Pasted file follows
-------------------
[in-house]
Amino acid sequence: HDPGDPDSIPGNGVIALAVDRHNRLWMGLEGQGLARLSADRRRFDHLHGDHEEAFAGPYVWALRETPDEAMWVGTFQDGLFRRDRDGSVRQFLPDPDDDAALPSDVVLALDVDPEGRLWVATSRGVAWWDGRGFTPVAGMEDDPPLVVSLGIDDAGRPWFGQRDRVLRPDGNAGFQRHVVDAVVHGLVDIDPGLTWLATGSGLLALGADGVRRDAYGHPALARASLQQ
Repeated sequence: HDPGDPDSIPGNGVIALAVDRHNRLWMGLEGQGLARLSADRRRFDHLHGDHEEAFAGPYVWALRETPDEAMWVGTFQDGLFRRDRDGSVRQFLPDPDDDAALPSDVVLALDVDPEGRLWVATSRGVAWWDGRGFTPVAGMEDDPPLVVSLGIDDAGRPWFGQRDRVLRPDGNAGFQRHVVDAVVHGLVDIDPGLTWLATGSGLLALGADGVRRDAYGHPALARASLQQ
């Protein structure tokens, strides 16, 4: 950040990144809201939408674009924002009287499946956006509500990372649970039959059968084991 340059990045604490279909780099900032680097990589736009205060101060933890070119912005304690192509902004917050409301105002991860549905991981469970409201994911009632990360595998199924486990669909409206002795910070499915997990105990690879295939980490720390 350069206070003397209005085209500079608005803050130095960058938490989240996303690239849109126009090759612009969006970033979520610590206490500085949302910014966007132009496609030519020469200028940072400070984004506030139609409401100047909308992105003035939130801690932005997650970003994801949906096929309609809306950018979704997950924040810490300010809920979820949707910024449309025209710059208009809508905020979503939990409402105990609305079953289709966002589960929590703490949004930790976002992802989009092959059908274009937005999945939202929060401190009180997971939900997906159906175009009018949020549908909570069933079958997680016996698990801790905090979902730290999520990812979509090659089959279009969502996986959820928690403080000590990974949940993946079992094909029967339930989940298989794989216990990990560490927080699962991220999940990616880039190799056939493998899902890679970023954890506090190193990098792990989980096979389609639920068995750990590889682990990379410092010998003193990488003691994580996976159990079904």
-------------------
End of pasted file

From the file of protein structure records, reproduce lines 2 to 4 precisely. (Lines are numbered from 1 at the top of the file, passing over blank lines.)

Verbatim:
Amino acid sequence: HDPGDPDSIPGNGVIALAVDRHNRLWMGLEGQGLARLSADRRRFDHLHGDHEEAFAGPYVWALRETPDEAMWVGTFQDGLFRRDRDGSVRQFLPDPDDDAALPSDVVLALDVDPEGRLWVATSRGVAWWDGRGFTPVAGMEDDPPLVVSLGIDDAGRPWFGQRDRVLRPDGNAGFQRHVVDAVVHGLVDIDPGLTWLATGSGLLALGADGVRRDAYGHPALARASLQQ
Repeated sequence: HDPGDPDSIPGNGVIALAVDRHNRLWMGLEGQGLARLSADRRRFDHLHGDHEEAFAGPYVWALRETPDEAMWVGTFQDGLFRRDRDGSVRQFLPDPDDDAALPSDVVLALDVDPEGRLWVATSRGVAWWDGRGFTPVAGMEDDPPLVVSLGIDDAGRPWFGQRDRVLRPDGNAGFQRHVVDAVVHGLVDIDPGLTWLATGSGLLALGADGVRRDAYGHPALARASLQQ
């Protein structure tokens, strides 16, 4: 950040990144809201939408674009924002009287499946956006509500990372649970039959059968084991 340059990045604490279909780099900032680097990589736009205060101060933890070119912005304690192509902004917050409301105002991860549905991981469970409201994911009632990360595998199924486990669909409206002795910070499915997990105990690879295939980490720390 350069206070003397209005085209500079608005803050130095960058938490989240996303690239849109126009090759612009969006970033979520610590206490500085949302910014966007132009496609030519020469200028940072400070984004506030139609409401100047909308992105003035939130801690932005997650970003994801949906096929309609809306950018979704997950924040810490300010809920979820949707910024449309025209710059208009809508905020979503939990409402105990609305079953289709966002589960929590703490949004930790976002992802989009092959059908274009937005999945939202929060401190009180997971939900997906159906175009009018949020549908909570069933079958997680016996698990801790905090979902730290999520990812979509090659089959279009969502996986959820928690403080000590990974949940993946079992094909029967339930989940298989794989216990990990560490927080699962991220999940990616880039190799056939493998899902890679970023954890506090190193990098792990989980096979389609639920068995750990590889682990990379410092010998003193990488003691994580996976159990079904």